LUNENBURG, N.S. — The Nova Scotia government’s recent acquisition of the Wheelhouse Motel in Lunenburg for conversion into mixed-income housing for health-care workers has stirred both curiosity and concern. The development will feature up to 12 one-bedroom units and six townhouses designed for families. The project has been hailed by Health and Wellness Minister Michelle Thompson as essential for attracting health-care professionals “from across Canada and around the world,” raising some questions. As for myself, the keywords are ‘around the world’. Specifically, why would housing be needed for health-care workers, most of whom already have residences? The initiative suggests that the government may be focusing on recruiting international professionals instead of employing qualified local talent, some of whom were let go during the pandemic. The blame for their termination lies solely with the government, yet they have not taken steps to correct this mistake. Instead, they double down and seek to hire from abroad.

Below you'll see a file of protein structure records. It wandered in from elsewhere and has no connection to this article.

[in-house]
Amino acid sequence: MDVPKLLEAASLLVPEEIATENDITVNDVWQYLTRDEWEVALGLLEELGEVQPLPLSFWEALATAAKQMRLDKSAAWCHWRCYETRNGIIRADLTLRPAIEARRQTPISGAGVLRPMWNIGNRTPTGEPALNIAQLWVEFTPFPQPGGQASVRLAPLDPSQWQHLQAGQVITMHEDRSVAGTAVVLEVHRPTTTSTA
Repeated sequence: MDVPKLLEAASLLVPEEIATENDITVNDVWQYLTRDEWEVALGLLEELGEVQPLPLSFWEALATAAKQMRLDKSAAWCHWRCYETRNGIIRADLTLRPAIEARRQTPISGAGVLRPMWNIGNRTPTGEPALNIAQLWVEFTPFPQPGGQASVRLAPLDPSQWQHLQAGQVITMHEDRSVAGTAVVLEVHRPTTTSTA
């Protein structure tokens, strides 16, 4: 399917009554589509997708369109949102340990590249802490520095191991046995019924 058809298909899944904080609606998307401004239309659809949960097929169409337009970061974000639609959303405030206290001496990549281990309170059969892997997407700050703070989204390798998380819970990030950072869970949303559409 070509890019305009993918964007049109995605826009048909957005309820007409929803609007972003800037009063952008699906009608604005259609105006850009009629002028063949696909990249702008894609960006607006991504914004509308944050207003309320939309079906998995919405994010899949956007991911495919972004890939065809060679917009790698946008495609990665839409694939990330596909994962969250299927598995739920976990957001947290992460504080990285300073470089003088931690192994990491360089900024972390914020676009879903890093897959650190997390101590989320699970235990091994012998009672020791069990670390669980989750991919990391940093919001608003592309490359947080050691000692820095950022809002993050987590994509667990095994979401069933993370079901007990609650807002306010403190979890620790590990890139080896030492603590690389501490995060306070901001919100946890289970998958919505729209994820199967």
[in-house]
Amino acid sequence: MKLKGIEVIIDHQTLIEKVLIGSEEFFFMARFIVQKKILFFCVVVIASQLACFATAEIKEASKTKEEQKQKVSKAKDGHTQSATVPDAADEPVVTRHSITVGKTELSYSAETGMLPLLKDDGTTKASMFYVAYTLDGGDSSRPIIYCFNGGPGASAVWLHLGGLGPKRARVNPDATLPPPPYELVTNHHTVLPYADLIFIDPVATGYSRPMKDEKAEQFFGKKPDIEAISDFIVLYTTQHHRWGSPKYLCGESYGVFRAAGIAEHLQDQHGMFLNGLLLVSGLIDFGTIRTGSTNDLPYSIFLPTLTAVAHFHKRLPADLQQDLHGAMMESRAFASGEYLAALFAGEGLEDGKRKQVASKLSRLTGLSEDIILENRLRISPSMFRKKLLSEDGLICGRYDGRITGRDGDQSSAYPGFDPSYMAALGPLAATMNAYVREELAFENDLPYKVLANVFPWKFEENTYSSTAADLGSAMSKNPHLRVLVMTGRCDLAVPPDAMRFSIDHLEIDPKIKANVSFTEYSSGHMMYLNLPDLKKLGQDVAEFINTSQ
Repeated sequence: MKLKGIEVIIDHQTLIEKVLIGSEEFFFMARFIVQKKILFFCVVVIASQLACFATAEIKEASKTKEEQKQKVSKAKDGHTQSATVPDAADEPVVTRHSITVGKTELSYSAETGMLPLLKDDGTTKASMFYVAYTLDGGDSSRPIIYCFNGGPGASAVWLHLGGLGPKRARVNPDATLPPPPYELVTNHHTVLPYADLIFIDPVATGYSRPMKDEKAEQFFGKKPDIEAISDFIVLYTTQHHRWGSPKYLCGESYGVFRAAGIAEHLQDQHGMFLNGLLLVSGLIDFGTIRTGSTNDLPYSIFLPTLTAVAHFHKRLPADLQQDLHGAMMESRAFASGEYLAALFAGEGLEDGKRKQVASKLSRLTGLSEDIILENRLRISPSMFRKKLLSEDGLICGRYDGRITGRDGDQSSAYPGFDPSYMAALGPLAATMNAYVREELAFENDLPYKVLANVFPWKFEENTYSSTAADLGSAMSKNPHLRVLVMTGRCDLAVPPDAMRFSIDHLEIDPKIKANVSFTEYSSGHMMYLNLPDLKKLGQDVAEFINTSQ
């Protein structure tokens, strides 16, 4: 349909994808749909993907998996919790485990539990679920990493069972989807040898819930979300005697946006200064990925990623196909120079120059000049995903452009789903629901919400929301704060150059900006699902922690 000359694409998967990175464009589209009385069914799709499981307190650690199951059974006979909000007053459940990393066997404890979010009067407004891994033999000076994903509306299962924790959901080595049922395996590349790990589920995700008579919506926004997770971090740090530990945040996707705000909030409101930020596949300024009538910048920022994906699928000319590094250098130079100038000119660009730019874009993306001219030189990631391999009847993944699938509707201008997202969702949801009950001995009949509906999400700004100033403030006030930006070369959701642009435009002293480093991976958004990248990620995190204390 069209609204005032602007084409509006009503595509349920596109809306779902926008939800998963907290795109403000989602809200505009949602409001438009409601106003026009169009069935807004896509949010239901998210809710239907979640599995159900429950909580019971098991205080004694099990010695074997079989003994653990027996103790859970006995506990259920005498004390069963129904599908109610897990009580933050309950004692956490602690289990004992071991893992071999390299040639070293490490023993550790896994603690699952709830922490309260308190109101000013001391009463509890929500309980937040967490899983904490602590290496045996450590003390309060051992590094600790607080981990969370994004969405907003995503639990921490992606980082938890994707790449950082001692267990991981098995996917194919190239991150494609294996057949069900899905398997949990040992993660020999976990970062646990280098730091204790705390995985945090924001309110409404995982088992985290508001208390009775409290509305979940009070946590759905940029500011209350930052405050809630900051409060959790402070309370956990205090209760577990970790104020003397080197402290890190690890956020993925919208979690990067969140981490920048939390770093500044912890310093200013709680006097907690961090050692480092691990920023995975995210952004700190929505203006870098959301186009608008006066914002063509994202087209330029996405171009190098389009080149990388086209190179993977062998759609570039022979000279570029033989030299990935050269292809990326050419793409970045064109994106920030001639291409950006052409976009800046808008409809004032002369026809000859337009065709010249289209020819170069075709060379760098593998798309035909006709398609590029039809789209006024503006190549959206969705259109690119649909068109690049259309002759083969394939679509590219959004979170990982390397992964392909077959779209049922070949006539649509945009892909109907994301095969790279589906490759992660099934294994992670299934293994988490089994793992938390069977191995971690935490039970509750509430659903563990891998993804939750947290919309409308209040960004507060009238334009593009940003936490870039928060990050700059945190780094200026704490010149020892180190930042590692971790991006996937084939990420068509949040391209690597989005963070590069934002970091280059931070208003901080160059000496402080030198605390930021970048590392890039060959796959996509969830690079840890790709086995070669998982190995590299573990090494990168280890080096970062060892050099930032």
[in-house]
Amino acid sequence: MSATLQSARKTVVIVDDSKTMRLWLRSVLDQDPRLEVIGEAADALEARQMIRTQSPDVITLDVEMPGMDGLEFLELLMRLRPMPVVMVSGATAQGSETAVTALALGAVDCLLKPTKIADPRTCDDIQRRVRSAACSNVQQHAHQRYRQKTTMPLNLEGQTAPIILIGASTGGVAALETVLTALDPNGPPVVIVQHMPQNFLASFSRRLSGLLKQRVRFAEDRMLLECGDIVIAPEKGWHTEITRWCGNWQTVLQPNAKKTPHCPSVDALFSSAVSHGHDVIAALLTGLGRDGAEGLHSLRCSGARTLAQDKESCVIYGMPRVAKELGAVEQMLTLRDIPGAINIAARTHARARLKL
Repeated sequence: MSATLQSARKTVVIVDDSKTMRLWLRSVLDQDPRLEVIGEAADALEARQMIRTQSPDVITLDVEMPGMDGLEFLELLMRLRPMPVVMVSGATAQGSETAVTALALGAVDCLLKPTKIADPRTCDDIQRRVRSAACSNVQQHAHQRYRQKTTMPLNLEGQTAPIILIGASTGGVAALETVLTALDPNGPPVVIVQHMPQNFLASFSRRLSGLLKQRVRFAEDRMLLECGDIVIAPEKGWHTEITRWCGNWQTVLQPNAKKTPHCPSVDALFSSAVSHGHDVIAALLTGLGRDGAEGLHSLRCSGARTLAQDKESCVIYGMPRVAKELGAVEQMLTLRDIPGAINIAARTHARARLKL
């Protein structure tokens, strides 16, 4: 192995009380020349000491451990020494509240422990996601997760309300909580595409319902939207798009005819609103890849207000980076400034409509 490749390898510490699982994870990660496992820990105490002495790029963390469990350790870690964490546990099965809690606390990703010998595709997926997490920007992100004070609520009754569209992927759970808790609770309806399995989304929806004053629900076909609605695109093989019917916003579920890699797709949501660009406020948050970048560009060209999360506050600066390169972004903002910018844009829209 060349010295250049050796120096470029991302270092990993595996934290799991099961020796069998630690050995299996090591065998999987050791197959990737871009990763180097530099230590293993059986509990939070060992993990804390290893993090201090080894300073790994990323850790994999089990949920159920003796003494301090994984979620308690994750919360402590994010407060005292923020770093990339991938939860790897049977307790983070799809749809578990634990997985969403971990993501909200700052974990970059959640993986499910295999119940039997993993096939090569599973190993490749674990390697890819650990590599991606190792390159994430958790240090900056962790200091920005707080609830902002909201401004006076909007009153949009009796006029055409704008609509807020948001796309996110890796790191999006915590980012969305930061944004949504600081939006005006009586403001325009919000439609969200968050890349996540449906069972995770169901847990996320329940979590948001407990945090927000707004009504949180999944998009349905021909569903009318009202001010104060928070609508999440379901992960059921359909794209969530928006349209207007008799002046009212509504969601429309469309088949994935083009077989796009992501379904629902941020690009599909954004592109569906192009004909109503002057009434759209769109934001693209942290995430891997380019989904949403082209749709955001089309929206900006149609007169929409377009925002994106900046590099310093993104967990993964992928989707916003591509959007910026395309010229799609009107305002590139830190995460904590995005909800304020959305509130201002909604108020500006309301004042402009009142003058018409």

The first phase of the project carries a $4.7 million price tag: $1.5 million for purchasing the property, $1.4 million for renovations, and $1.8 million for the construction of six modular townhouses. The Housing Trust of Nova Scotia is managing both the funding and logistics for the project. While the project is still in its design phase, contractors and suppliers have not yet been selected. As per the Saltwire: Nova Scotia buys Lunenburg motel to convert into housing for health-care workers https://www.saltwire.com/halifax/news/local/nova-scotia-buys-lunenburg-motel-to-convert-into-housing-for-health-care-workers-100890924/
Details about the housing units are currently limited and will be disclosed at a later date. Nonetheless, this move has raised questions, particularly from this author.
Why is the province of Nova Scotia using taxpayer money to facilitate housing for health-care workers from other countries when there are qualified professionals available right here at home?